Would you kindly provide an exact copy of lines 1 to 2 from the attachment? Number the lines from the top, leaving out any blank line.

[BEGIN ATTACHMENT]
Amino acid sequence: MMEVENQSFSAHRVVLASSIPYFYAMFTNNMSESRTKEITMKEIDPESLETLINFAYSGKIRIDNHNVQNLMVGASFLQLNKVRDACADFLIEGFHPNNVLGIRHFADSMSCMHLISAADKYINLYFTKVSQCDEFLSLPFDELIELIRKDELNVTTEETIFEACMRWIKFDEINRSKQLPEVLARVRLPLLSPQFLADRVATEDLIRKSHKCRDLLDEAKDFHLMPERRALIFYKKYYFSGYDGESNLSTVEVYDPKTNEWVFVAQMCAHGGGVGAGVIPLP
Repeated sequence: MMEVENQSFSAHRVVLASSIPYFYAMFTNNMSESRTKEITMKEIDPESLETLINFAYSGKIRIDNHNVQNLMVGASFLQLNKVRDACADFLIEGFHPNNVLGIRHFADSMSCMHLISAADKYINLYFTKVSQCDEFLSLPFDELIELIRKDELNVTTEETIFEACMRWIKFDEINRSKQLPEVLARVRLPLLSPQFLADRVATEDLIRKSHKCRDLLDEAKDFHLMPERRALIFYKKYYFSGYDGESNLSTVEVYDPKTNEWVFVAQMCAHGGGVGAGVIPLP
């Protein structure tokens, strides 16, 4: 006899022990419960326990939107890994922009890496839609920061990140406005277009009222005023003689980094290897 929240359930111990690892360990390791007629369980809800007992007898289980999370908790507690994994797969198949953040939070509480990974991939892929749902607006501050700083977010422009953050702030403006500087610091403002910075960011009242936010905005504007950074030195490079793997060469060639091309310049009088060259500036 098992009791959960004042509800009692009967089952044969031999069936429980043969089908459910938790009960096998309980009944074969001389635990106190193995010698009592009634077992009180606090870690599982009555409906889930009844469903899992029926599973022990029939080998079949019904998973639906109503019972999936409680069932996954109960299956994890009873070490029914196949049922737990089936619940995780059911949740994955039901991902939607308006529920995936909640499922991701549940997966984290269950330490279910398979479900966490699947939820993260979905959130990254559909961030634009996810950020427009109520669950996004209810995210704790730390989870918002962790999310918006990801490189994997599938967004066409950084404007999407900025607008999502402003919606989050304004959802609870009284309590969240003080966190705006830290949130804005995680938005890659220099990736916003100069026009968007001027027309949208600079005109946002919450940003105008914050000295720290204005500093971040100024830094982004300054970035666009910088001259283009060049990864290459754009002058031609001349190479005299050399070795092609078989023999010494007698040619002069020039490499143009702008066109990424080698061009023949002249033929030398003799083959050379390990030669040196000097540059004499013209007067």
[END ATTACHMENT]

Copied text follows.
Amino acid sequence: MMEVENQSFSAHRVVLASSIPYFYAMFTNNMSESRTKEITMKEIDPESLETLINFAYSGKIRIDNHNVQNLMVGASFLQLNKVRDACADFLIEGFHPNNVLGIRHFADSMSCMHLISAADKYINLYFTKVSQCDEFLSLPFDELIELIRKDELNVTTEETIFEACMRWIKFDEINRSKQLPEVLARVRLPLLSPQFLADRVATEDLIRKSHKCRDLLDEAKDFHLMPERRALIFYKKYYFSGYDGESNLSTVEVYDPKTNEWVFVAQMCAHGGGVGAGVIPLP
Repeated sequence: MMEVENQSFSAHRVVLASSIPYFYAMFTNNMSESRTKEITMKEIDPESLETLINFAYSGKIRIDNHNVQNLMVGASFLQLNKVRDACADFLIEGFHPNNVLGIRHFADSMSCMHLISAADKYINLYFTKVSQCDEFLSLPFDELIELIRKDELNVTTEETIFEACMRWIKFDEINRSKQLPEVLARVRLPLLSPQFLADRVATEDLIRKSHKCRDLLDEAKDFHLMPERRALIFYKKYYFSGYDGESNLSTVEVYDPKTNEWVFVAQMCAHGGGVGAGVIPLP